Saints in Medieval Christian Art

The powers of saints were believed to extend to their images. By Dr. Wendy A. SteinResearch AssociateDepartment of Medieval Art and The CloistersMetropolitan Museum of Art Since early Christian times, hundreds of men and women have been revered in the Church and identified as saints. Their lives were held up as models of exemplary behavior,[…]

Hieronymous: Saint Jerome and the Lion

The Golden Legend often blends traditional stories about the saints with historical facts, as seen in the account of St. Jerome’s life. Everyone loves a picture of a medieval lion. The Twitter hashtag #notalion celebrates how amusingly unrealistic they often look, frequently resembling cuddly housecats more than the king of beasts. In medieval manuscripts, lions[…]

Pilgrimage by Proxy: A Medieval Guidebook for Pilgrims to the Holy Land

The text is a detailed account of a pilgrimage to Jerusalem and Mount Sinai, originally written by the Franciscan friar Niccolò da Poggibonsi. A recent addition to our digitised collections [at the British Library] is a unique 15th-century guidebook for pilgrims to the Holy Land. Almost like a late medieval Lonely Planet guide for a[…]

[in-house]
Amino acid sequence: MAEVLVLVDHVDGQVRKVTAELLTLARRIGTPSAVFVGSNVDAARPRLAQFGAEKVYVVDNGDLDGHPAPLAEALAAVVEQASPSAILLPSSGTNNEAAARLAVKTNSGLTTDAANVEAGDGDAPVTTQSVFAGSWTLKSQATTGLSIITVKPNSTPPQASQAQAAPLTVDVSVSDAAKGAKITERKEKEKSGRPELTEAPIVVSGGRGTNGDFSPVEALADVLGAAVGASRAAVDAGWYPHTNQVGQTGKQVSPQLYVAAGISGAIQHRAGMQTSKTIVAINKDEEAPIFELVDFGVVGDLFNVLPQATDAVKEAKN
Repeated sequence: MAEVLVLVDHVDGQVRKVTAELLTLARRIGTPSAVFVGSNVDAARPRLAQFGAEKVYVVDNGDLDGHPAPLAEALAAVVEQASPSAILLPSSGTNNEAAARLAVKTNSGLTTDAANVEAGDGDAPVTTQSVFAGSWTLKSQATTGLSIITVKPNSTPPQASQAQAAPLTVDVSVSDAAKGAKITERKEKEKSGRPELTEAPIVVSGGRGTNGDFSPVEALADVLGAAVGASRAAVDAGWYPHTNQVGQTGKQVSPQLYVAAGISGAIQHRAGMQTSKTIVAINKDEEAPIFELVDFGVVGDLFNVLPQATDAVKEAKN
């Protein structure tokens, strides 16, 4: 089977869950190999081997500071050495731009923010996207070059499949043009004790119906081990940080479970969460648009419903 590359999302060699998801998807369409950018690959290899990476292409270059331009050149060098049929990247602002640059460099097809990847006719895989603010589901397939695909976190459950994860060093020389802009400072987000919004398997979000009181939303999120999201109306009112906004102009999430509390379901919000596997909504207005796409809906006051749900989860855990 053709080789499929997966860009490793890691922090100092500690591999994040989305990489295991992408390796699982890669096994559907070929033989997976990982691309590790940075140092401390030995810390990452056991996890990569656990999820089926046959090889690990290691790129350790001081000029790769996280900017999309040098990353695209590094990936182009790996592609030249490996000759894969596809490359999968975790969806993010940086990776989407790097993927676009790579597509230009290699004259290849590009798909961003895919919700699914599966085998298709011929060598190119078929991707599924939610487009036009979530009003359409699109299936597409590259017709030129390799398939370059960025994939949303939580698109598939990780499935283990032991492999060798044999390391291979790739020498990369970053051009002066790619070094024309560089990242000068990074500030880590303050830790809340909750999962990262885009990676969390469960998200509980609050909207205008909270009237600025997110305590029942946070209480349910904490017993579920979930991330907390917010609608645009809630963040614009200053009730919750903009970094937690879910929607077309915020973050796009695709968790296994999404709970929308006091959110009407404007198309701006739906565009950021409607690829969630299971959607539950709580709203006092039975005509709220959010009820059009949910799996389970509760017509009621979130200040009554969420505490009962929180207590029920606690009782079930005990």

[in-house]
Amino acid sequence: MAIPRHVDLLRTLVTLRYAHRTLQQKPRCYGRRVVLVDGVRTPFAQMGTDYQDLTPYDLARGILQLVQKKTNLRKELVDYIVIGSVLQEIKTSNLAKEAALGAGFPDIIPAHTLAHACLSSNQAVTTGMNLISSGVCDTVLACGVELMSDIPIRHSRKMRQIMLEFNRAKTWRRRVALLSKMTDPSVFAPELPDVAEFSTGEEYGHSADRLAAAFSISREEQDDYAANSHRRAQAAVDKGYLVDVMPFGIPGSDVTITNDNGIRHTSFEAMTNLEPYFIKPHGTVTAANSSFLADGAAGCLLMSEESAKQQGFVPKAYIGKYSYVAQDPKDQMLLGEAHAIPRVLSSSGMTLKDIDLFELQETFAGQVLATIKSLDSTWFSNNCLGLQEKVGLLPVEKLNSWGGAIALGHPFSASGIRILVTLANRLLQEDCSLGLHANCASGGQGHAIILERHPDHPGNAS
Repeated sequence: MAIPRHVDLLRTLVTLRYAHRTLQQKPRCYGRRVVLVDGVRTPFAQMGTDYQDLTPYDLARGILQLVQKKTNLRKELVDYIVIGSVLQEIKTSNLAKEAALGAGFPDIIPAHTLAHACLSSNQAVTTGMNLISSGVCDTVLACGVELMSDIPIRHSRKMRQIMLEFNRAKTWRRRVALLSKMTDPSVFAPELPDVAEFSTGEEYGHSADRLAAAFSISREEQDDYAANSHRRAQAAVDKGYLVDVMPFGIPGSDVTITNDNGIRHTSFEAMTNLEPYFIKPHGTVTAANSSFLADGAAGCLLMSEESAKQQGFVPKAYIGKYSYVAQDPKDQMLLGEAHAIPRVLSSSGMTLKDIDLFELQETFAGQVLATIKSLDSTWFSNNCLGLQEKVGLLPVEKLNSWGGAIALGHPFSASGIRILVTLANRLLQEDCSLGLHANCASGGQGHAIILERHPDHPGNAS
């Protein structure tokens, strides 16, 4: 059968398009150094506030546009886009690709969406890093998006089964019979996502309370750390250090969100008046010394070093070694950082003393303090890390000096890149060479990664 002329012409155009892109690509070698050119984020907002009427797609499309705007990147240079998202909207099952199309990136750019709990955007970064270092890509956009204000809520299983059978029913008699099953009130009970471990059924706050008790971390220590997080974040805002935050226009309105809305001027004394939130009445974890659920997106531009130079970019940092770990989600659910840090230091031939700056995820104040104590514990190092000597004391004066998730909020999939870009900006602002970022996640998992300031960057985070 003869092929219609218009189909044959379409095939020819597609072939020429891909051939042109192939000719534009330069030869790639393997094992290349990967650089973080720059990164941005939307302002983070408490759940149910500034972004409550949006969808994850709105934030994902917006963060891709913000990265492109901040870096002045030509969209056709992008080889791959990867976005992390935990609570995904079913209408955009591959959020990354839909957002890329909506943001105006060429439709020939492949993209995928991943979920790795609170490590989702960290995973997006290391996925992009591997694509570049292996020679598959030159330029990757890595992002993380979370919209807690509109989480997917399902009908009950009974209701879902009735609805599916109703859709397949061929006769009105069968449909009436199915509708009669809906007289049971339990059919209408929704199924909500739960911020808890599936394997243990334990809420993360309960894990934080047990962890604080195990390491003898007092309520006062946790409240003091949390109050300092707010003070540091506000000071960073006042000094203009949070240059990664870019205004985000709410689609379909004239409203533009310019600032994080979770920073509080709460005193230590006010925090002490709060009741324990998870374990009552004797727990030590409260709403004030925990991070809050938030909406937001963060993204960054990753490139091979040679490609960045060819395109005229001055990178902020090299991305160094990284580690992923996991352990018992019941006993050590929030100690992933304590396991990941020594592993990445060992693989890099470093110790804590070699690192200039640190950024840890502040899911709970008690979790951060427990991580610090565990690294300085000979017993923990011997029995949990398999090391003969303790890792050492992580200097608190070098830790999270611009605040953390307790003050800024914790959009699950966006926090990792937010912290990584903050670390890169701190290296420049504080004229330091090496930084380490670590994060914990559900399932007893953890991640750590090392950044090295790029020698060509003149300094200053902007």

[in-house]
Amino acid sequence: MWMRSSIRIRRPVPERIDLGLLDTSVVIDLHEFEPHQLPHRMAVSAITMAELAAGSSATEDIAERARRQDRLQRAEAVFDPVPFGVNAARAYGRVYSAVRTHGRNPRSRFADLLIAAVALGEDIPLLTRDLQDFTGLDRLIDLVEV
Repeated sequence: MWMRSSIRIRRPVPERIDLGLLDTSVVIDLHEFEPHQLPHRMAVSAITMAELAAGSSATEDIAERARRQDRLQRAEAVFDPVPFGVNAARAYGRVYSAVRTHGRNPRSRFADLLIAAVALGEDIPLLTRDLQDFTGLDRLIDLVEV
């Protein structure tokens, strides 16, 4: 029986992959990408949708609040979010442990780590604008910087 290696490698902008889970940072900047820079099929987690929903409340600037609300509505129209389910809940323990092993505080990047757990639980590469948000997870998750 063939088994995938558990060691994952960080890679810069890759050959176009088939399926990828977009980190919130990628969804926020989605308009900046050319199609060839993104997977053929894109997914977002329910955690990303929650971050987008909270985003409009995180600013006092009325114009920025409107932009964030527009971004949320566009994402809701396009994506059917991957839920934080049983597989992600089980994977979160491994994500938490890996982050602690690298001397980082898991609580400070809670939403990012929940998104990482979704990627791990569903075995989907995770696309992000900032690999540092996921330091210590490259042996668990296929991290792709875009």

Magical Uses of Imagery in Ancient and Medieval Byzantine Art

These images were sometimes augmented with texts that were used for protective or healing purposes. Introduction Christianity was central to the outlook and personal identity of the average Byzantine; nonetheless, there is abundant physical evidence that some types of popular religious or “magical” practices were widespread from late antiquity to the end of the empire.[…]